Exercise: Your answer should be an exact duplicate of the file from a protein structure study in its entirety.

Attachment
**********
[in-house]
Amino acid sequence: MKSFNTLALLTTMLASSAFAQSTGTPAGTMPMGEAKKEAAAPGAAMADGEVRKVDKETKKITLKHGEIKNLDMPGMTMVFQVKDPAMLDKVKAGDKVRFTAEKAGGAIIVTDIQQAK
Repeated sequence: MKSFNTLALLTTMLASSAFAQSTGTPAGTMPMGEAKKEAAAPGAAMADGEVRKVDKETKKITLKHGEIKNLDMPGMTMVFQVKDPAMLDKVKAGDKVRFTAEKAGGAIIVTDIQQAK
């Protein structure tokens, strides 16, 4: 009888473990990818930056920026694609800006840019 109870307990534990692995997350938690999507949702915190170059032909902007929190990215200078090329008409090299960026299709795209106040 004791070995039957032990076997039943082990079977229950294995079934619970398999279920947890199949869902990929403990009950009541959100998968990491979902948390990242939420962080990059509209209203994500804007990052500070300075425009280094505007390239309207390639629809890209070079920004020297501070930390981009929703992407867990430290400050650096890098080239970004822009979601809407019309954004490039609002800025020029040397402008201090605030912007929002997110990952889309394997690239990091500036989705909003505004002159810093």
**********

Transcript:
[in-house]
Amino acid sequence: MKSFNTLALLTTMLASSAFAQSTGTPAGTMPMGEAKKEAAAPGAAMADGEVRKVDKETKKITLKHGEIKNLDMPGMTMVFQVKDPAMLDKVKAGDKVRFTAEKAGGAIIVTDIQQAK
Repeated sequence: MKSFNTLALLTTMLASSAFAQSTGTPAGTMPMGEAKKEAAAPGAAMADGEVRKVDKETKKITLKHGEIKNLDMPGMTMVFQVKDPAMLDKVKAGDKVRFTAEKAGGAIIVTDIQQAK
């Protein structure tokens, strides 16, 4: 009888473990990818930056920026694609800006840019 109870307990534990692995997350938690999507949702915190170059032909902007929190990215200078090329008409090299960026299709795209106040 004791070995039957032990076997039943082990079977229950294995079934619970398999279920947890199949869902990929403990009950009541959100998968990491979902948390990242939420962080990059509209209203994500804007990052500070300075425009280094505007390239309207390639629809890209070079920004020297501070930390981009929703992407867990430290400050650096890098080239970004822009979601809407019309954004490039609002800025020029040397402008201090605030912007929002997110990952889309394997690239990091500036989705909003505004002159810093």